Like Doug Eyman, who began this blog carnival a few weeks ago, I started trying to define the phrase “digital rhetoric” about a decade ago.
There were already many conversations going on in which the phrase was being bandied about.
“Big data.” It’s in the air. For instance, IBM claims that ”[e]very day, we create 2.5 quintillion bytes of data—so much that 90% of the data in the world today has been created in the last two years alone.” In 2008, Nature ran an interesting special on big data.
I thought that things would change once I received my PhD. Not large things, mind you, but meaningful things, nonetheless. Things like panel moderators introducing me as Dr. Yergeau rather than an inspiring young adult with a special story. Things like psychologists talking to me at a rate higher (yes, HIGH- ER-) than seven words per minute.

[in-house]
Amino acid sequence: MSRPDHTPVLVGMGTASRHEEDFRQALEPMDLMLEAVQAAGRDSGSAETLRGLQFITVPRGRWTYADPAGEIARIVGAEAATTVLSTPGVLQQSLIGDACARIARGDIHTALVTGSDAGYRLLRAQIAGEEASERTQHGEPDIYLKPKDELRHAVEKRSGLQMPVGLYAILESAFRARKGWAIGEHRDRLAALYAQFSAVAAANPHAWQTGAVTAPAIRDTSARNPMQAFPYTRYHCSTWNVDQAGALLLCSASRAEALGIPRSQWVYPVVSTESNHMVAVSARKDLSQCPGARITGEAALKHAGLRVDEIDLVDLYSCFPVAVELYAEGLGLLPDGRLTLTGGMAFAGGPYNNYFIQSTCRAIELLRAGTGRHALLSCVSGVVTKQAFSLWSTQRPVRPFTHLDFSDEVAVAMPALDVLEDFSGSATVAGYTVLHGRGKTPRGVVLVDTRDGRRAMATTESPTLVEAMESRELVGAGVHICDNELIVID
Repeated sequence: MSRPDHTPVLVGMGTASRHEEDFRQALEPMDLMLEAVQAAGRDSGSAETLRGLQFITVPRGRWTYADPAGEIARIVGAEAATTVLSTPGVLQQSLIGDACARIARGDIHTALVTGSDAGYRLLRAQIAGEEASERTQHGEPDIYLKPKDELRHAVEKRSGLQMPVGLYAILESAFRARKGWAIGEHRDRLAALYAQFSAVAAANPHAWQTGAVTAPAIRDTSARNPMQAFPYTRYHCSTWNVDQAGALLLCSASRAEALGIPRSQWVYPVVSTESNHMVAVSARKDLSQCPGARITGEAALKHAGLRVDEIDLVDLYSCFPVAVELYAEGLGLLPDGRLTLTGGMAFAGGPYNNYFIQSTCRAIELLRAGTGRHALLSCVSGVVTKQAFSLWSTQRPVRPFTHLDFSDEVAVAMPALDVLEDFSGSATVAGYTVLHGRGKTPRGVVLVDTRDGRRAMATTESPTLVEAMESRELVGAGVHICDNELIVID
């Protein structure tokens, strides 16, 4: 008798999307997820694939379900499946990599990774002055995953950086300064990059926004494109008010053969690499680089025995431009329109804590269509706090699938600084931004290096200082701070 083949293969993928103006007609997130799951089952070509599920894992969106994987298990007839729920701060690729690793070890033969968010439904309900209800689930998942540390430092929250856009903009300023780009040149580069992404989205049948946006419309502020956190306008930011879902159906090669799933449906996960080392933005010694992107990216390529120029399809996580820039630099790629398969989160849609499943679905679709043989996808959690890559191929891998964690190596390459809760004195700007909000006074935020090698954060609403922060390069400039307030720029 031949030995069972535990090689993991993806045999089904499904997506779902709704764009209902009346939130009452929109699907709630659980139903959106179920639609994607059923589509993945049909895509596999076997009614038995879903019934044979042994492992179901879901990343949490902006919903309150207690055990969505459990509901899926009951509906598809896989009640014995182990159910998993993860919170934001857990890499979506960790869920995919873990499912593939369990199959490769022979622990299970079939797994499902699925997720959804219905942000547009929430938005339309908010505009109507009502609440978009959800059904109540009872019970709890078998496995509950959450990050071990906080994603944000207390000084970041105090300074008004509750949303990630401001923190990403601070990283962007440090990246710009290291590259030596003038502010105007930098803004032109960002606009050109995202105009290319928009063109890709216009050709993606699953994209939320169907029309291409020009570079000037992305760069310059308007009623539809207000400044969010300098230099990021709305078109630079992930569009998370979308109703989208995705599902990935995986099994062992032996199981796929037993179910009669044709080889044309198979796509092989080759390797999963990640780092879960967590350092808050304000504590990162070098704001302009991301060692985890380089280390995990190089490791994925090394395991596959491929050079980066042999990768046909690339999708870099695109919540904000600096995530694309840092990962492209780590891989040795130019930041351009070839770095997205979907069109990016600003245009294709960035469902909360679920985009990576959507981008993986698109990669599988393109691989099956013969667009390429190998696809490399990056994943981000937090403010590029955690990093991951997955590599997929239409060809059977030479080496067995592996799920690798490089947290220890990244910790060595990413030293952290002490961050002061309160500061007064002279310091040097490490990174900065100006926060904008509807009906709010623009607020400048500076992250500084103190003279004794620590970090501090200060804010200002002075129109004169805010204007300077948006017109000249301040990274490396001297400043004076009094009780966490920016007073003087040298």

Extra, extra! Read all about it! Announcing the 2012 Computers & Writing Reviews.
Thanks to an amazing team of 14 reviewers and 3 editors, responding to tight deadlines and quick turnarounds with grace and aplomb, the latest edition of the C&W Reviews is ready for your viewing pleasure.
Digital rhetorics1 provide a vast suite of generating principles. These principles are difficult to collect into a simple model, much less to name, substantiate, and prioritize. Fortunately, difficulties like these are much of what motivates digital rhetorics scholarship (some of which was reviewed by others in previousentries), and they are also what I find both exciting and challenging about the field.